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In 1988 when Koons had his Banality show at the Sonnabend gallery, Ileana asked him whether he would like an exhibition catalogue or advertisements within magazines; letting people know about the exhibition. Koons opted for the ads. Around that time period and while looking at the Artforum magazine he found a photo of David Bowie, photographed by Greg Gorman, in Los Angeles. Koons contacted Gorman with the purpose of photographing him, each picture for each magazine, to bring out the intentions of the Banality show.
A magazine that was conservative in the eyes of Koons. A magazine that he felt that they would not be supportive of his work. With that in mind Koons designed an ad where he is in a classroom with children and he is educating kindergarteners, very young children, "children really too vulnerable for such an indoctrination into my art" said Koon.
The artist is going around the magazine, going around the critics, going directly to the youth of tomorrow, and he is educating them on Banality. On the backboard positioned on the back, it says "BANALITY AS SAVIOUR". Koons is there teaching the children the attributes of Banality.
"I really wanted to direct that sense of their vulnerability to the Artforum readership, the people who hate me, to make them just grit their teeth and hate me even more because I was taking away their future. I was getting at their future, the youth of tomorrow." —Jeff Koons
Flash Art 1988-89:
"I was there with two pigs - a big one and a little one - so it was like breeding banality. I wanted to debate myself and call myself a pig before the viewer had a chance to, so that they could only think more of me." —Jeff Koons
Arts Magazine 1988-89:
At the time, a magazine for young artists, just starting to show their work. Koons presented himself as Napoleon, behind him carefully selected to show, a cabana - almost from a battlefield, but this one was a pool cabana. The artist was sitting in a robe, that has the letter N as a monogram stitched to his left side (where his heart is). On both sides, two live seals are guarding him. For Koons this image has the essence of baptism. The artist felt the leadership and was ready to rule the art world.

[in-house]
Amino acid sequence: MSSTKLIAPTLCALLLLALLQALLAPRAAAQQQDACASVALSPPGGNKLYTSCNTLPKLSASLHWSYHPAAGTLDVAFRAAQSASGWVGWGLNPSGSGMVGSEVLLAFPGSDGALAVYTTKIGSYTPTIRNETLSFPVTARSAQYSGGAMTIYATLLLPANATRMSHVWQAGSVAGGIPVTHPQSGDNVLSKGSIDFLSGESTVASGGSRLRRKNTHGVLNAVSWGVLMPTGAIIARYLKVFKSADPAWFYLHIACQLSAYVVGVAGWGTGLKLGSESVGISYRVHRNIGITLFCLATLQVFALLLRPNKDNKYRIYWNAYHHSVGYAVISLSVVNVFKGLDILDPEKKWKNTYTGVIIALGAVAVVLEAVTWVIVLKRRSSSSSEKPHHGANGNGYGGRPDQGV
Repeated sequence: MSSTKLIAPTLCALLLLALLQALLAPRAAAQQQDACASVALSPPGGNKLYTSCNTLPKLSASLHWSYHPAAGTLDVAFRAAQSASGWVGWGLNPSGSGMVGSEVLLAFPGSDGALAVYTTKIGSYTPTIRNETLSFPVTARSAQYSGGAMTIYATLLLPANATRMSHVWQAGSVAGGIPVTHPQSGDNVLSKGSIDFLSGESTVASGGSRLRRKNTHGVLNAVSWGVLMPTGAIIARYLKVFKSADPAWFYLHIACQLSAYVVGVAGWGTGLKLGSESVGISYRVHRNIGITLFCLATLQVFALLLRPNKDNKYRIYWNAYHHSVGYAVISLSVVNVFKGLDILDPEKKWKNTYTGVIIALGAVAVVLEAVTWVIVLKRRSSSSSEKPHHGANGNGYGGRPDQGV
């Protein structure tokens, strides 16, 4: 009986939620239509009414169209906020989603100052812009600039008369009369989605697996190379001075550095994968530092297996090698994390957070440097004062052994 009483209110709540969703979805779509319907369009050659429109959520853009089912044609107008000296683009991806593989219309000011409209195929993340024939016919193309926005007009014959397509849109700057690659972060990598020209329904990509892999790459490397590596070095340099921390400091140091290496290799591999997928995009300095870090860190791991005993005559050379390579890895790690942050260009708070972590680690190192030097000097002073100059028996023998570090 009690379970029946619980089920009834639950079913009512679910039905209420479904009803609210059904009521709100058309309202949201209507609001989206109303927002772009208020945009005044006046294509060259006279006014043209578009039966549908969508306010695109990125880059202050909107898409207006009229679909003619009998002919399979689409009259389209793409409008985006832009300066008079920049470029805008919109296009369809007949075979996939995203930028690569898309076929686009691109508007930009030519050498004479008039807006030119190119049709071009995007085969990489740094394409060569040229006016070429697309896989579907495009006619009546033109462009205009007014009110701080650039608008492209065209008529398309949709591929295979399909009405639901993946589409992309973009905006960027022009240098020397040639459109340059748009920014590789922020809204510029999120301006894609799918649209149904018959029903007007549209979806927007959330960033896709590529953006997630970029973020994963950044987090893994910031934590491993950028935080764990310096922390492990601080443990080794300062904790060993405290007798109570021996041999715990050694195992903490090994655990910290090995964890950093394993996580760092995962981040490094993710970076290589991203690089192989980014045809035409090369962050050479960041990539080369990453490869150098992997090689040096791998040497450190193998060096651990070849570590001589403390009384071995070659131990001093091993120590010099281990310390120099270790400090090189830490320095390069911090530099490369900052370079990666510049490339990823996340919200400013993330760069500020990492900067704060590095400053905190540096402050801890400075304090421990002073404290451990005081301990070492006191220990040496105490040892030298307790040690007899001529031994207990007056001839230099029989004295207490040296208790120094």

Art in America 1988-89:
"A kind of populist magazine - I presented myself like Christ, having the temptations. I am sitting on a miniature pony, and it just happened right at that moment to bay, and it's mouth is open. There is a young woman in a bikini offering me a cake, and another woman is laying there and holding the head of the pony. There are all these flowers. I know there are a lot of things that can be offered to me, but I am interested in the power of art." —Jeff Koons
And with this in mind, we (Weng Contemporary) proceeded with a storytelling editorial of Koons's latest edition, the Diamond (Red).
Diamond (Red), 2020
French Limoges porcelain with chromatic coating
Edition of 599
height: 32,4 cm (12.7 in) diameter: 39,2 cm (15.4 in.)
Signed and numbered
In mint condition
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In Paper Kite Butterfly on Oleander, Hirst features his signature motif – the butterfly – alive in its natural surroundings, hanging from a beautiful, strikingly coloured blossom. In this, he has created an uplifting and celestial image that inspires childlike wonder in the face of such a beauty of nature. At the same time, however, it provokes fundamental questions about the meaning of life, a life which is characterized by death, and the fragility of biological existence.
“I love butterflies because when they are dead they look alive."—Damien Hirst
There is no imminent promise of salvation, no escape offered in these works. Those black pills, as in Dark Black Heaven, are as threatening as they are strangely attractive, a dark fatal allure which we already know leads to one ultimate destiny.
Hirst’s work questions the equivocal role of medicine. It can either take life and save life or destroy and restore. These pills are not a memento mori like the skulls or the butterflies. They are a symbol of resignation and alienation from life, and a fatal attraction towards death.
"It’s like God should be, the way they sell you the pills, the forms, the utopia, the hope, the cure. We’ve come a long way since quack doctors."—Damien Hirst
The pharmaceutical cabinets, as in Hirst’s work Utopia, question people´s complete reliance on medications and their power to heal, which fulfill the natural desire for immortality. However, the question is: Can drugs cure this problem, or can art?
On the other hand, Gold tears, which is part of the Utopia series, depicts rows of shiny diamonds on shelves covered with golden foil in front of a golden-beige background. The image is an intense vision of a golden cabinet filled with diamonds, a vision often associated with glorious eternity. But as always in Hirst’s art, the ambiguity is obvious – this cabinet points to the fact that behind all the shiny glittery surfaces there might be nothing, no meaning, and no soul. And hence the desire for eternity is less a promise than a condemnation.
"I can’t understand why most people believe in medicine and don’t believe in art, without questioning either."—Damien Hirst